Every Microsoft product is very complex in itself, depending on the role and functionality there are different communication channels and protocols which communicate with each other.

The same is also true for Exchange. Although Exchange has been rolled out again as a multirole system since the 2013 version, we are thinking back briefly to the time with Exchange 2010, where we were able to install the CAS, hub and mailbox role in a dedicated way.

In addition to the internal communication of Microsoft Exchange, there are also other communications on the network layer between Exchange and surrounding systems such as Microsoft Edge, Active Directory, and UM solutions.

Depending on the complexity of an infrastructure it can be very important which ports have to be open between which destinations and also which protocols are used.


Here is a brief overview of the ports and services used that are relevant for Microsoft Exchange:

Port Funktion
53 DNS
80 http
88 Kerberos
110 POP3
143 IMAP
389 LDAP
587 SMTP
995 POP3S
3268 Microsoft Global Catalog
3343 MS Cluster Net
5060 SIP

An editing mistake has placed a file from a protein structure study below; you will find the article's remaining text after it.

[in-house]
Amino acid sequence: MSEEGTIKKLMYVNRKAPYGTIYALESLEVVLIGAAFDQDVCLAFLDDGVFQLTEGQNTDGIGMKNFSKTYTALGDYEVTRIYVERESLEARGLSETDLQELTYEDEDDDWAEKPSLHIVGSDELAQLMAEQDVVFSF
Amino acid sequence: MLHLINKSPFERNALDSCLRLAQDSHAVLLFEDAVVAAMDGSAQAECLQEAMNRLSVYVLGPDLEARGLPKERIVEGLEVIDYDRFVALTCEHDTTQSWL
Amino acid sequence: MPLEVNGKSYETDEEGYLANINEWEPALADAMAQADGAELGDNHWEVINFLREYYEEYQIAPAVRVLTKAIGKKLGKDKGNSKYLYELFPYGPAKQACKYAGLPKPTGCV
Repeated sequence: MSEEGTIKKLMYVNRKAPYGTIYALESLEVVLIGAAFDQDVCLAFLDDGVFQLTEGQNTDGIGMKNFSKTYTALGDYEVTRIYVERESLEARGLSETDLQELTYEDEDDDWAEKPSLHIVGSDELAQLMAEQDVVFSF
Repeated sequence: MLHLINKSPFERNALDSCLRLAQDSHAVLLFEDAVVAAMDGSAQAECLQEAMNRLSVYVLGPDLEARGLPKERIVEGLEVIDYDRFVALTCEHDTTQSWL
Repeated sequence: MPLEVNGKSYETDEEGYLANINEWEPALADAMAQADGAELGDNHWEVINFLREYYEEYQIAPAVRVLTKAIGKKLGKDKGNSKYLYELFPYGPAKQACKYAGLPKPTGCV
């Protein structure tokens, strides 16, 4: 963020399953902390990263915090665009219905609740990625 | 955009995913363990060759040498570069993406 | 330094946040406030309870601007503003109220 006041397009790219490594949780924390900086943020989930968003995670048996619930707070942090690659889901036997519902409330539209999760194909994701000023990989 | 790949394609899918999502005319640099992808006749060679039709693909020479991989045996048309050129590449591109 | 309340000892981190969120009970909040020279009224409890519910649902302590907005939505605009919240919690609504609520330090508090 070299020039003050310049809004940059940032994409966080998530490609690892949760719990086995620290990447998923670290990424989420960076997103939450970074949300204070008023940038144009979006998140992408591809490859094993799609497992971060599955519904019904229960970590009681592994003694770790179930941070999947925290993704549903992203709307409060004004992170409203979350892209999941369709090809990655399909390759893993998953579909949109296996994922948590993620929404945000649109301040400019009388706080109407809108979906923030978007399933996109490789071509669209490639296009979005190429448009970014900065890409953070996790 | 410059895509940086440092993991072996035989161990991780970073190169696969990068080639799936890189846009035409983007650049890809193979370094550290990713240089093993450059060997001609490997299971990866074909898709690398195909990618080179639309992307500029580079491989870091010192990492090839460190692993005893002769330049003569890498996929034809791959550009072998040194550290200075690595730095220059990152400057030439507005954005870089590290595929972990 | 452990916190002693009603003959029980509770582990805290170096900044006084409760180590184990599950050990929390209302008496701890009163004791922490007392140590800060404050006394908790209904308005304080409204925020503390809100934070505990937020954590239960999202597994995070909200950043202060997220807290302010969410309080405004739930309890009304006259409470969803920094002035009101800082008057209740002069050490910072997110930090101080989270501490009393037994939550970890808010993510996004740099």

5061 SIP (over TLS)
5062 Localisation access
5075 Skype for Business Server Call Park service
5076 Skype for Business Server Audio Test service
50636 EdgeSync synchronization
64327 DAG replication


At this point it is important to note that not all ports have to be used. Depending on the configuration and third-party solutions used, the ports to be used may be different.

To make the whole logic of Microsoft Exchange ports and services a bit clearer, I have created the following diagram:

As we can see on the picture all services are separated. This does not mean that everything has to be built separately. As mentioned earlier in this article, on-premise Exchange infrastructures are no longer built as separate functional roles, they are now multirole.

The graphic should illustrate the communication between them.


Another example here is port 3343 between the two mailbox servers, this port (UDP) is needed for the Microsoft Cluster Net. However, if it is not built as shown in the picture or if it is a single server. We don’t have to pay attention to this in a standard configuration.


As last point I would like to add that this is an on-premsie instance. If you are using Exchange online, this article “Nice to know” is of only limited importance for you.

In any case, it helps you to plan and discuss it with the firewall engineer.

I am aware that there are still some points missing in this article, so I will write another article on this topic in the near future, dealing with the Exchange Hybrid and Hub Transport topics as well.



Photo by Med Badr Chemmaoui on Unsplash